In much the same way that Canadian women who work in construction have been busy forming groups to advance their interests, female architects are coming together to tackle issues of importance to them, such as equity, diversity and inclusiveness in their profession.
Building Equity in Architecture Toronto (BEAT) was formed in 2015.
“BEAT is an equity group that was formed because of a need for more networking opportunities for women architects and others in the building and design profession, specifically regarding retaining women in the field,” said Sonia Ramundi, BEAT executive director and an architect with Williamson Williamson Inc.
“Although men and women are in roughly equal numbers in university, many women leave architecture later on in their careers,” said Ramundi.
BEAT’s mandate is to advance the achievements and visibility of women, minorities and other under-represented groups in architecture.
It runs events that are open to everyone, regardless of gender or background.
The organization hosts BEAT Talks, which are discussions held at the offices of architects across the city, in which the hosts discuss their professional experiences.
For example, in late June there was a BEAT Virtual Talk with architect Annabel Vaughan.
And a mid-July event on diversity and inclusion is being planned.
In 2018, BEAT asked Liz Wreford, principal landscape architect at Public City Architecture Inc. in Winnipeg, to start a regional chapter.
“Liz reached out to women in the profession in Winnipeg to form a local chapter under the BEA Prairies banner,” said Melissa McAlister, principal, Prairie Architects Inc.
“On the Prairies we understand that our community is small, and from the start we wanted to ensure it included all city building professions,” said McAlister.
“There was an existing women-in-architecture group in Calgary and they formed BEA Calgary. We don’t have official members in Saskatchewan or other parts of Alberta yet, but we have reached out to some potential members there.”
(There are also BEA Atlantic and BEA West chapters.)
The mission of BEA Prairies is to “support, celebrate and connect practitioners in architecture, landscape architecture, urban planning, the construction industry and interior design across the prairies.”
The organization uses what it calls an intersectional and cross-disciplinary approach to support leadership, mentorship and networking opportunities in architecture.
Although BEA Prairies doesn’t have a formal membership structure, an executive membership of 12-15 and a group of volunteers form its core planning group.
BEA Prairies hosts events and public lectures.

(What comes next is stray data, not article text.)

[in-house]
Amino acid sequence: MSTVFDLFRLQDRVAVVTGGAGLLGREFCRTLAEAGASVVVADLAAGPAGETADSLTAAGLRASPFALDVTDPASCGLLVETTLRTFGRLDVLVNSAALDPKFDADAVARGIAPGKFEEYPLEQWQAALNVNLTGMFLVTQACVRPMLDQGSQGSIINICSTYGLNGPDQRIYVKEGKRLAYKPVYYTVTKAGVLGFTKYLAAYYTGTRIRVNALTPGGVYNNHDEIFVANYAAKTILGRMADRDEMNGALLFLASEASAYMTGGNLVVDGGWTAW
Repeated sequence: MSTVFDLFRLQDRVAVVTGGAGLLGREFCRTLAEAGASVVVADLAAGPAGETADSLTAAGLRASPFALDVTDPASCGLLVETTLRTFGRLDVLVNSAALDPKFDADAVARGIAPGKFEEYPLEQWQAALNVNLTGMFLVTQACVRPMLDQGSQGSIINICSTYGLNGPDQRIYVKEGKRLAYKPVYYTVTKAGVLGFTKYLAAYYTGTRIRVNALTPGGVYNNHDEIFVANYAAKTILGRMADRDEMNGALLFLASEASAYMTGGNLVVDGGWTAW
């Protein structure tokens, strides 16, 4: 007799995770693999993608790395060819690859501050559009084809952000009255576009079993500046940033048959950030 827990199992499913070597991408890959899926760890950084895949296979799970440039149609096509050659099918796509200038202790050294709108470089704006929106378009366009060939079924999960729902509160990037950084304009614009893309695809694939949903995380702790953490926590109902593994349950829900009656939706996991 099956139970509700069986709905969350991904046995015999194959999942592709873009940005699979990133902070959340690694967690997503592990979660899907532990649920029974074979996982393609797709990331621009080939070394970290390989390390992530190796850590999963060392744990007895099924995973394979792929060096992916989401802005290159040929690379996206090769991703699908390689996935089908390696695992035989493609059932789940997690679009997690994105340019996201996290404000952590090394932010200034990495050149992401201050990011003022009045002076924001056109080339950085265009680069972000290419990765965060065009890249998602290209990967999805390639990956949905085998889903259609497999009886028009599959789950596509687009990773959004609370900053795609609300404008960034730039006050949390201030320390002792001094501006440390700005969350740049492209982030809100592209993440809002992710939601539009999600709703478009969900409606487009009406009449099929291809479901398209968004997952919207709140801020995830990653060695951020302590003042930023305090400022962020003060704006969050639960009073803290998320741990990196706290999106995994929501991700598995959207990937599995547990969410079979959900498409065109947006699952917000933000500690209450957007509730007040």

For example, in February 2020, Lindsay Oster, principal architect at Prairie Architects Inc., gave a talk entitled “Building Equity in Architecture: Mitigation, Adaptation and Resilience.”
“I discussed the interconnection of the climate crisis and social inequity and the role that architecture and the built urban environment has to play in this,” said Oster. “Using a project we are currently engaged in, my presentation described what meaningful consultation with a diverse range of stakeholders looks like.”
The project Oster discussed is the North End Women’s Centre in Winnipeg.
The centre currently operates out of a number of buildings on Selkirk Avenue that no longer meet the community’s needs.
“Prairie Architects was hired to design a new sustainable mixed-use home for the centre,” said Oster. “In order to understand the stakeholder vision, we facilitated a number of different sessions ranging from one-on-one living room coffee chats to larger facilitated sessions which brought together community, staff, administration and board.”
In early March 2020, before the COVID-19 lock-down came into effect, BEA Prairies sponsored a symposium called City Building for All: Working towards social equity in design and urbanism.
The event, which took place at the John A. Russell Building, which houses the University of Manitoba School of Architecture, attracted a sell-out audience of 90 participants.
Jennifer Fix, an urban planner at Dialog Design in Vancouver, spoke on bringing inclusivity into the design process.
“More diverse voices have to be taken into account,” said Fix “Designers and planners must listen to and consider the lived experience of equity-seeking and under-represented groups. Their voices need to be around the table. Things are changing, but only slowly.”
Zoë Mager, a planner with HTFC Planning and Design in Winnipeg, moderated a panel discussion called Social Innovation in Action for Building Up Our Communities.
“There are many small-scale social and design innovations in Winnipeg that can be replicated or scaled-up elsewhere,” said Mager.
Examples cited during the discussion included the woonerf (“vone-airf”) shared space near the Manitoba Theatre Centre; the Meet Me at the Bell Tower Friday evening get-together in the North End; and The Winnipeg Boldness Project’s baby basket.
“Projects such as these help to build social, environmental and economic resilience,” said Mager.